Director – Lenny Abrahamson, Screenplay – Lucinda Coxon, Based on the Novel by Sarah Waters, Producers – Andrea Calderwood, Gail Egan & Ed Guniey, Photography – Ole Bratt Birkeland, Music – Stephen Rennicks, Visual Effects Supervisor – Ed Bruce, Visual Effects – Screen Scene VFX, Special Effects SFX GB (Supervisor – Neal Champion), Makeup/Prosthetics Designer – Sian Grigg, Production Design – Simon Elliott. Production Company – Focus Features/Film 4/Pathe/Ingemious Media/Bord Scannan na Heireann (The Irish Film Board)/Canal+/Cine+/Potboiler Productions/Element Pictures.
Domhnall Gleeson (Dr Faraday), Ruth Wilson (Caroline Ayres), Will Poulter (Roderick Ayres), Charlotte Rampling (Mrs Ayres), Liv Hill (Betty Walker), Harry Haden-Patton (Dr David Granger), Oliver Zetterstrom (Young Faraday), Kathryn O’Reilly (Elizabeth Faraday)
Warwickshire, the late 1940s. Faraday, a local GP, is called to tend the maid Betty at Hundreds Hall, the decaying estate of the Ayres family. He returns to tend the brother Roderick who was badly burned in combat during the War. He befriends and forms an attachment to the daughter Caroline and comes to care about the family’s plight in staying afloat financially in changing times. His friendship with Caroline becomes tentative romance, even as Roderick has to be committed after setting his room on fire. Even though Faraday ridicules the notion, the others believe that the house is haunted by the ghost of the late daughter Susan.
British author Sarah Waters is a specialist in her own seemingly self-created niche market of Victorian lesbian fiction. She first published Tipping the Velvet (1996), which grew out of the doctorate she was writing on Victorian LGBT fiction. She went on to publish Affinity (1999) and Fingersmith (2002), also lesbian romances set during the era, while the subsequent The Night Watch (2006) and The Paying Guests (2014) update her themes to eras of the 20th Century. Her works gained even more attention after the BBC mini-series adaptations of Tipping the Velvet (2002) and Fingersmith (2005) and to a lesser extent of Affinity (2008). Fingersmith also formed the basis of Park Chan-wook’s film The Handmaiden (2016).
The Little Stranger (2009) was a break for Waters away from what she was used to writing – it is, like her most recent books, set in the early half of the 20th Century and was her first book to feature a heterosexual relationship at the centre of it. It was shortlisted for the prestigious Man Booker Prize. On the other hand, much of the praise for the book feels like the self-importance of Serious Literary types, the sort that would consider it beneath them to read a populist writer like Stephen King and thus are oblivious to the tropes and feel of horror fiction. I suspect if Walters had published as a horror writer with no literary acclaim, her response might have been more tepid.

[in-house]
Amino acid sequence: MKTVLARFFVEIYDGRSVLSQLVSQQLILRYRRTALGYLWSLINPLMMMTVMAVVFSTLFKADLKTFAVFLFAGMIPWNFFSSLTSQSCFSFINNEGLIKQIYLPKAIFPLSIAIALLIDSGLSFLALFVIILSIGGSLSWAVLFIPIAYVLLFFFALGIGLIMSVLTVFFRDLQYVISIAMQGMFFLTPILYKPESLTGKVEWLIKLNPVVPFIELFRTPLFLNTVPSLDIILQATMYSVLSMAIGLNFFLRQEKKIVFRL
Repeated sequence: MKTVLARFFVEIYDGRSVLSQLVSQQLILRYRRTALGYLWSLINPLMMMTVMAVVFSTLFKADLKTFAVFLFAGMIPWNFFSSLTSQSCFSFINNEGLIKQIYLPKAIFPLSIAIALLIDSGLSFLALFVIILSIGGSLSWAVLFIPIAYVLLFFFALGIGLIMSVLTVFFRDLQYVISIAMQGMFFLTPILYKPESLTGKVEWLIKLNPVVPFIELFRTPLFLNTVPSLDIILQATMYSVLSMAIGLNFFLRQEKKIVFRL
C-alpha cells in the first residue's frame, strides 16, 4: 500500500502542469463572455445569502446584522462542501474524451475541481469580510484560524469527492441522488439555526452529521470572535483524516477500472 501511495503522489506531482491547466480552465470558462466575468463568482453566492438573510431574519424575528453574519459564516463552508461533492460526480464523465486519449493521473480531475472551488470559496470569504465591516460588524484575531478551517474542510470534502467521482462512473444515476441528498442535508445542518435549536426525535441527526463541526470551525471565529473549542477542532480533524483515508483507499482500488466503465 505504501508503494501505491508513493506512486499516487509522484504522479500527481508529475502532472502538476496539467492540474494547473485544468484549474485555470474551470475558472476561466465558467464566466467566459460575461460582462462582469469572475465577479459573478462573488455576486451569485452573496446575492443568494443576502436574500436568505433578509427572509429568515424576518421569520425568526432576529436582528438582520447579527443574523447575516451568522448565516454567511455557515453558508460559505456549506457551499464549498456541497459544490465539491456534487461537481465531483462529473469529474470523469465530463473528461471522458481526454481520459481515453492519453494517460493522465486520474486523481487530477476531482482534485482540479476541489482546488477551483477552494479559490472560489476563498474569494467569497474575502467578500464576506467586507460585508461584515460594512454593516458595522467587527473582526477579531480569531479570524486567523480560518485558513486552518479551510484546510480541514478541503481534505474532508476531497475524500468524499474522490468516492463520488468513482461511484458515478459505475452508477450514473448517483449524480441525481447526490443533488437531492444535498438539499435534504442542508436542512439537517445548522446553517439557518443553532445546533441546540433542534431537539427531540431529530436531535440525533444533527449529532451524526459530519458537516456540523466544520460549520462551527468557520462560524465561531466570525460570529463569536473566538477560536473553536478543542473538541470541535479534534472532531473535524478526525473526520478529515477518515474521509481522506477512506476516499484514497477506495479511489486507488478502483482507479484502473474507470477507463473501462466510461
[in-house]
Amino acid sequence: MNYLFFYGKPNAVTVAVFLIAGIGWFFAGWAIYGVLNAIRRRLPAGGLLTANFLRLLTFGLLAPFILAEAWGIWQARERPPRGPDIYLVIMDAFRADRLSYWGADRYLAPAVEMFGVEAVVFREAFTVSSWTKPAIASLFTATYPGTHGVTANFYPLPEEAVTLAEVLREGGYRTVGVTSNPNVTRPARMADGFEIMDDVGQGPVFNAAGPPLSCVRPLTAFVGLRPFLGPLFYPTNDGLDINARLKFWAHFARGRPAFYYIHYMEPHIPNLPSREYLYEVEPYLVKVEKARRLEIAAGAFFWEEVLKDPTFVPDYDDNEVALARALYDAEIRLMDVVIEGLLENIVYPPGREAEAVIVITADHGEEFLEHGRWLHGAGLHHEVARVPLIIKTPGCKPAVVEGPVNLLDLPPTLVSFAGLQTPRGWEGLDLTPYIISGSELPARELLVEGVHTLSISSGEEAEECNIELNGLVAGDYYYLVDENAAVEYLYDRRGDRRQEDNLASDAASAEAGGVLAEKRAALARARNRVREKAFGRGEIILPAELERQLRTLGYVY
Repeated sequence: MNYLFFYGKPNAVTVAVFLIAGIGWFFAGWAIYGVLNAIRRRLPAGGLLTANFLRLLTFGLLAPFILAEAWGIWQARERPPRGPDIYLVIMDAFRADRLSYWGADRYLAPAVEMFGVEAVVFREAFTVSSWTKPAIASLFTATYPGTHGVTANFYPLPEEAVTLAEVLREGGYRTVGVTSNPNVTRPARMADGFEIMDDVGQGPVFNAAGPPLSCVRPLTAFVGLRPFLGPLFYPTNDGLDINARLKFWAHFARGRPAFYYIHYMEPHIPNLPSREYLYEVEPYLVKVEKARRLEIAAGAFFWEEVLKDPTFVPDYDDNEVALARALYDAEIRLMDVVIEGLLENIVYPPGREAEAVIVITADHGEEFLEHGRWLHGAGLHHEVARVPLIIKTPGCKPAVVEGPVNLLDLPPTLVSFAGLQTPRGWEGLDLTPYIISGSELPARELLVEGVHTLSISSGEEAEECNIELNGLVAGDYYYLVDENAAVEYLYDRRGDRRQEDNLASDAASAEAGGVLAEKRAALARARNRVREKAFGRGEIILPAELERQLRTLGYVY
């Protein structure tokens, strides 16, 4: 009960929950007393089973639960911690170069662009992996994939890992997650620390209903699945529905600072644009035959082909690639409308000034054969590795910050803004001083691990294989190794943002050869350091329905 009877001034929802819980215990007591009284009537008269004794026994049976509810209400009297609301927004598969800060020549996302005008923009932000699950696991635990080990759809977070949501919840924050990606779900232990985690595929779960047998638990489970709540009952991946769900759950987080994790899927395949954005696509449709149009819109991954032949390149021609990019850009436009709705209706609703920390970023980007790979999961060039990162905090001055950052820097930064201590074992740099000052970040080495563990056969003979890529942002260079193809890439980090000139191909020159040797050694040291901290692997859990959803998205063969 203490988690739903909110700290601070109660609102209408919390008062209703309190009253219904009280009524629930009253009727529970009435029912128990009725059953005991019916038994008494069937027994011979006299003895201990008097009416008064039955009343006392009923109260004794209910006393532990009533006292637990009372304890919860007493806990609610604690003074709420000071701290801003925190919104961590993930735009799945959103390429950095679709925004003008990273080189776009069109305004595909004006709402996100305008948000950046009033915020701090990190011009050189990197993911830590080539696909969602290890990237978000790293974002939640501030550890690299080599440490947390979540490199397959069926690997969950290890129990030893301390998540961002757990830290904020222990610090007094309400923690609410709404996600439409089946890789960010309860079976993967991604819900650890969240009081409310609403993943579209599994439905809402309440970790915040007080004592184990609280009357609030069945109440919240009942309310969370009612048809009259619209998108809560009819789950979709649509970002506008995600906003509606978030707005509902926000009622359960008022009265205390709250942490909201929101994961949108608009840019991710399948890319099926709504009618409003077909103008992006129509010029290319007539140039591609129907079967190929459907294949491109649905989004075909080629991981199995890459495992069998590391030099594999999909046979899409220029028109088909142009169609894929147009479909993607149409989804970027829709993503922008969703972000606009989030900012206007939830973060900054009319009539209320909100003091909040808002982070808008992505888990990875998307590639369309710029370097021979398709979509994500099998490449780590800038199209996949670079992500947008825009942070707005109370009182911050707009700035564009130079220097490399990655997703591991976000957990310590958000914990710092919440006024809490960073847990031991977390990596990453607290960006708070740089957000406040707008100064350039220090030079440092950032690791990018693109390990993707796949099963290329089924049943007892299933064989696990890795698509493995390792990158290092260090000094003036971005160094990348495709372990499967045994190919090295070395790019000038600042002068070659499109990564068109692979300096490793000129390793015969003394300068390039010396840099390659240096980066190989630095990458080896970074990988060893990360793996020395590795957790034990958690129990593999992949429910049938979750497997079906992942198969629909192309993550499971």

The film version of The Little Stranger comes from Lenny Abrahamson, an Irish director who made the likes of Adam & Paul (2004), Garage (2007) and What Richard Did (2012), before having a reasonable arthouse hit with Frank (2014), the eccentric tale of a band that is led by someone wearing a giant fake head. However, the film that gained Abrahamson a huge name was the Brie Larson-starring abduction and imprisonment film Room (2015), which was nominated for an Academy Award Best Picture and saw Abrahamson nominated for Best Director. Room was a film I’d have no trouble placing on my list of the Best Films of the 2010s. (The Handmaiden would probably go on the same list).
The ghost story has had a long tradition, although in the last few years I am starting to feel that the number of similarly produced and written films has reached a point of market glut. The Little Stranger is a refreshingly different work to all of these. First and foremost, it absorbs us in its story and setting – a specific period in the late 1940s when the National Health Service was being introduced in the UK and one can visibly see the once-great British aristocracy in decline. The film devotes much to delineating the characters involved. Indeed, we become absorbed in their dramas so much so that it is some 70 minutes before ghostly happenings start to happen.
That said, I don’t think Lenny Abrahamson does anything particularly interesting with these. The ghostly elements were far more ambiguous in the book where we could not be certain whether they were real, what the various characters were haunted by or whether things were just being imagined. The film removes much of the ambiguity, while the final shot leaves no doubt. The final shot is certainly an intriguing talking point – one not akin to the puzzling photograph right at the end of The Shining (1980) – and leaves you wondering what it means.
The unexceptional ghost story elements certainly do not mean that The Little Stranger is by any means uninteresting. The human drama holds one absorbed. As do the characters interactions. Ever since Luther (2010- ), Ruth Wilson has become one of my favourite British actresses and has turned up in almost everything I have been watching of recent. Here she is dressed dowdy for the most part, but makes an interesting and intelligent figure. Domhnall Gleeson is another actor whose star has been on the rise in the last few years. He has an odd role here – one where he is outfitted with mustache and his hair clipped to a military short-back-and-sides. With his unnaturally pale skin, it makes him look like a hairless rodent. In the midst of this, Gleeson plays with frequently bugged out expressions, a perfect politeness or a cross snappiness that makes for a not always sympathetic point-of-view character.